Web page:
Pontiac knew that increasing displacement meant similar horsepower could be attained at a lower RPM.
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To combat certain forms of tailpipe emissions and to keep insurance premiums in check, General Motors imposed a corporate compression ratio limit of 8. Rated at hp, it used many Ram Air IV—type components and included revised round-port cylinder heads and an camshaft. An exhaust gas recirculation EGR valve is a vacuum-operated emissions control device located on the intake manifold of every Pontiac V-8 from forward.
Its purpose is to allow metered amounts of exhaust gas to reenter the cylinders during certain operating conditions, limiting the formation of a specific pollutant. Even when forced to comply with emissions regulations, Pontiac shocked the industry when it released the Super Duty in Featuring such components as a specially reinforced block, forged pistons and connecting rods, and new high-flow cylinder heads, the round-port engine was capable of running at 6, rpm.
Availability was limited to the Firebird Formula and Trans Am in and Fewer than 1, were built during its two-year run. Adhering to the imposed compression ratio limit, the H. The camshaft was chosen to maximize low-end torque, and specific hydraulic lifters were used to effectively limit engine speed to no more than about 5, rpm, quelling warranty claims from overextended operation.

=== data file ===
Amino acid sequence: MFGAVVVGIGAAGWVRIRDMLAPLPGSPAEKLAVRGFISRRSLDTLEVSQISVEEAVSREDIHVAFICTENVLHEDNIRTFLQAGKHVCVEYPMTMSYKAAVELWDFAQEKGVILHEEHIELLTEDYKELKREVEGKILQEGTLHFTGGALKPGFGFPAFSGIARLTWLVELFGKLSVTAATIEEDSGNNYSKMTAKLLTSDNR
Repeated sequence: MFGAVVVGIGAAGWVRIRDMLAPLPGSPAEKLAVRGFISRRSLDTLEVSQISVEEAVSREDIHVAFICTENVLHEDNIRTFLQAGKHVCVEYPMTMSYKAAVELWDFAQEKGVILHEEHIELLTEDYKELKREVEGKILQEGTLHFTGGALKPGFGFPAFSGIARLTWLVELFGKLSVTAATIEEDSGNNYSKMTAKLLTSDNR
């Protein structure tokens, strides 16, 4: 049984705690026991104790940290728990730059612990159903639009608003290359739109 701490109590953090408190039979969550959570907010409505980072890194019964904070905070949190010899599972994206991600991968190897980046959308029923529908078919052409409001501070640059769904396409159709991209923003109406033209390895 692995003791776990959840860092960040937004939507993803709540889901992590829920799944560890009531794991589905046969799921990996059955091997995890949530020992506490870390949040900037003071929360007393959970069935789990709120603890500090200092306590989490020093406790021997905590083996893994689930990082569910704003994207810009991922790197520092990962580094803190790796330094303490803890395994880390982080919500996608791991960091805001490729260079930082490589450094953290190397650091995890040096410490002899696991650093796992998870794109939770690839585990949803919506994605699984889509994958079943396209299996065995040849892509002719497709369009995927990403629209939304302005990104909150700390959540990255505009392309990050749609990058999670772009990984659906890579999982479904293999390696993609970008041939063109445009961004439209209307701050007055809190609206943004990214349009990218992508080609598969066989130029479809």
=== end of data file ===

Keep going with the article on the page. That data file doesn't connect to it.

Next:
In response to more stringent exhaust emission standards, exhaust gas recirculation EGR was introduced for It consisted of a valve mounted on the intake manifold that allowed metered amounts of inert exhaust gas to re-enter the combustion chamber. The SD was a max-performance effort designed to operate at 6, rpm. Additional material was added to the SD block to increase overall rigidity, and it contained a provision for dry sump oiling at the rear.
A nodular iron crankshaft with deep-rolled fillets was employed. It was retained by four-bolt main bearing caps. Specific forged-aluminum pistons were complemented by beautiful forged-steel connecting rods. To improve the performance of its , Pontiac installed a turbocharger for the model year. It added more than 50 hp to the naturally aspirated 4-barrel mill, taking the total to around hp.
A number of special components were used to accommodate the added cylinder pressure that occurs under boost conditions.
Availability was limited to the Firebird Formula and Trans Am. The intake port was so wide near the entrance that its sidewall actually broke into the adjacent pushrod guide passage, and a thin-wall steel sleeve was pressed in to seal it. Specific valvesprings and high-quality 2. A new cfm Quadrajet and a specific cast-iron intake manifold with enlarged runners were used with the SD A spec hydraulic camshaft was used throughout development and testing, lending to its hp rating, but when it finally reached production in May , a spec cam was used to ward off emissions concerns, and the engine was subsequently rerated at hp.
Availability was limited to the Firebird model line. Only SD-powered Firebirds were produced in , and all were the hp variety. An additional 1, Super Duty Firebirds were produced in New federal emission standards shook the industry during the model year.